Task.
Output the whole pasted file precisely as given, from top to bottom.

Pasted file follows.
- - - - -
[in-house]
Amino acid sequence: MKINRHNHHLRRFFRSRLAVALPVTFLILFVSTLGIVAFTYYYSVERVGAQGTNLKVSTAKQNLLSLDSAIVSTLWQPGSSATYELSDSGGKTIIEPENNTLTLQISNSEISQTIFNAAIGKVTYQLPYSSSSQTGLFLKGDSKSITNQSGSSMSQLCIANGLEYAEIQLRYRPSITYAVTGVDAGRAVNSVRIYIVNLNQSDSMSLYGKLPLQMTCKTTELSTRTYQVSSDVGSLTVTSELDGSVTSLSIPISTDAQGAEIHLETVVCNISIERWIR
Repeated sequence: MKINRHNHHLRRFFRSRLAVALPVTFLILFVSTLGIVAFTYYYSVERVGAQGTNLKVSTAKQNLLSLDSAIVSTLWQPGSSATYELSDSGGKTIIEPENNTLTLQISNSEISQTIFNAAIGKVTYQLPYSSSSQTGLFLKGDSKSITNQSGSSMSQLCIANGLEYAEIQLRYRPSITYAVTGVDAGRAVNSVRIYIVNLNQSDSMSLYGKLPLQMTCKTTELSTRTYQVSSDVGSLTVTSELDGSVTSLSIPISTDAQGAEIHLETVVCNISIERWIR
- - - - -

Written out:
[in-house]
Amino acid sequence: MKINRHNHHLRRFFRSRLAVALPVTFLILFVSTLGIVAFTYYYSVERVGAQGTNLKVSTAKQNLLSLDSAIVSTLWQPGSSATYELSDSGGKTIIEPENNTLTLQISNSEISQTIFNAAIGKVTYQLPYSSSSQTGLFLKGDSKSITNQSGSSMSQLCIANGLEYAEIQLRYRPSITYAVTGVDAGRAVNSVRIYIVNLNQSDSMSLYGKLPLQMTCKTTELSTRTYQVSSDVGSLTVTSELDGSVTSLSIPISTDAQGAEIHLETVVCNISIERWIR
Repeated sequence: MKINRHNHHLRRFFRSRLAVALPVTFLILFVSTLGIVAFTYYYSVERVGAQGTNLKVSTAKQNLLSLDSAIVSTLWQPGSSATYELSDSGGKTIIEPENNTLTLQISNSEISQTIFNAAIGKVTYQLPYSSSSQTGLFLKGDSKSITNQSGSSMSQLCIANGLEYAEIQLRYRPSITYAVTGVDAGRAVNSVRIYIVNLNQSDSMSLYGKLPLQMTCKTTELSTRTYQVSSDVGSLTVTSELDGSVTSLSIPISTDAQGAEIHLETVVCNISIERWIR